Long, lean, and athletic, the Tamworth might be the most direct descendant of Northern Europe’s native pig stock. There is historic documentation that some of the breed’s ancestors were now extinct Irish pigs known as “Irish Grazers.” In 1812, Sir Robert Peel, (Prime Minister of the UK between 1834-1835 and 1841-1846) imported Irish Grazers to his farm in Tamworth, and the breed takes its name from the village of Tamworth in Staffordshire.
Peel is reported to have crossed these Irish pigs with local pigs of the counties of Stafford, Warwick, Leicester, and Northampton. Prior to 1815, grizzly, dark red pigs were found largely in these Midland counties. In this region, there were dense forests of oak and beech trees where the pigs foraged in the autumn and winter. The Tamworth is believed to most closely resemble the original European forest swine breeds.
The Tamworth pig was standardized during the early to mid-1800s, becoming uniform in type. Their standardizing was accomplished by careful selection, breeding, and management and it is unlikely that other breeds have been used to any extent in their improvement – although Tamworths have been used in the development of other breeds.
In 1885, the Tamworth was recognized as a breed by the Royal Agricultural Society in 1885 and fell under the authority of the National Pig Breeders’ Association of Great Britain. In 1887, they were given First Honors at the Royal Agricultural Society’s show in competition with other large breeds. However, the breed soon fell out of favor and remained known only in some local districts until around 1877 when bacon-type hogs were in demand again.
Tamworth pigs were first imported to North America by Thomas Bennett of Rossville, IL in 1882. Many more Tamworths were imported into Canada after 1888. The American Tamworth Swine Record Association was founded in 1887 with national headquarters in Ames, IA. In Canada, the Tamworth was admitted to the Dominion Swine Breeders Association Herd Book in 1893.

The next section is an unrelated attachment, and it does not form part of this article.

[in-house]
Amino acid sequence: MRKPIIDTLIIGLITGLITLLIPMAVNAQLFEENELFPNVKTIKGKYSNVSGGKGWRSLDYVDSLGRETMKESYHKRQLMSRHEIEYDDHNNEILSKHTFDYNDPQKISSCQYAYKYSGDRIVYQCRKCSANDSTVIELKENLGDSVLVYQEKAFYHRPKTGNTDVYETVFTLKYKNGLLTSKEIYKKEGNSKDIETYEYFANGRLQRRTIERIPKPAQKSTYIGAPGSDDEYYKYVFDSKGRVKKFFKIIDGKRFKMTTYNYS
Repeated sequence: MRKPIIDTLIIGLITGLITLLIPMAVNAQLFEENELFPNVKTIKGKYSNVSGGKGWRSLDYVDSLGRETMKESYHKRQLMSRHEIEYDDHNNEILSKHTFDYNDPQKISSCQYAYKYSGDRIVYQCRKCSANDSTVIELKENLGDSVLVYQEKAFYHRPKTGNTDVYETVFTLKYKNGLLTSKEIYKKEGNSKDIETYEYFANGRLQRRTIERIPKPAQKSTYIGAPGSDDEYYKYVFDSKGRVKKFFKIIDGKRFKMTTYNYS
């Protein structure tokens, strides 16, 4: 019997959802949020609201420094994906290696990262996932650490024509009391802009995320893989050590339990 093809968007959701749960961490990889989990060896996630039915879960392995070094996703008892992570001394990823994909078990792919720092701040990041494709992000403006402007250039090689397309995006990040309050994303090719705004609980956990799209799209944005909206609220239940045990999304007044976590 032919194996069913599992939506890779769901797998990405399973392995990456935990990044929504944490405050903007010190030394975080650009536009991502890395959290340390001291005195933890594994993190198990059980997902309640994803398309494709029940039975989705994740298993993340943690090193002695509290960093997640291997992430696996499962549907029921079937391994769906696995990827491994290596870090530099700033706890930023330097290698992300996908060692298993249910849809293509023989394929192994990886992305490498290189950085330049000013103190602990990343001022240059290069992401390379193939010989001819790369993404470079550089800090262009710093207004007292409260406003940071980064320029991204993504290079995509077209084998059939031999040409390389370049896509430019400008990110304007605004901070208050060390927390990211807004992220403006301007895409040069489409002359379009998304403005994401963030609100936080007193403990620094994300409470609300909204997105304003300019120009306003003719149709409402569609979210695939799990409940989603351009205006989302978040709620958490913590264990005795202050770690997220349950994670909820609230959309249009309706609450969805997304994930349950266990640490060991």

The characteristics of the Tamworth reflect the breed’s centuries of selection for outdoor life. These pigs were expected to find their own food, especially acorns and mast in oak and beech forests. Long heads and impressive snouts enable them to be efficient foragers. Long, strong legs and sound feet give Tamworth pigs the ability to walk for considerable distances. Ginger-red coats make the pigs adaptable to a variety of climates and protect them from sunburn. Tamworths have an active intelligence and an agreeable disposition. Sows are prolific, able to produce and care for large litters, and are protective mothers. The piglets are vigorous and often have 100% survivability. Both sexes of this breed reach a mature weight of 500-600 lbs.
The Tamworth was traditionally considered a “bacon” breed, meaning that the pigs thrived on low-energy foods but grew slowly. They produced meat and bacon that was lean and fine-grained. The breed has an excellent carcass yield of up to 70% because their fine bones create more productive meat-to-bone ratios for finished meat products. They do not like to be confined to small areas, so they do not do well in commercial production situations.
They are a hardy breed that loves being active, and they can survive in adverse weather, but they do not deal as well in the summer. Tamworths have a thick, coarse coat but when they are molting they are susceptible to sunburn, so they need suitable housing and available mud to protect their skin and keep them cool.
They have good dispositions, are social and like being around other pigs, and are a docile breed overall. This is a good breed for beginners and worth saving.
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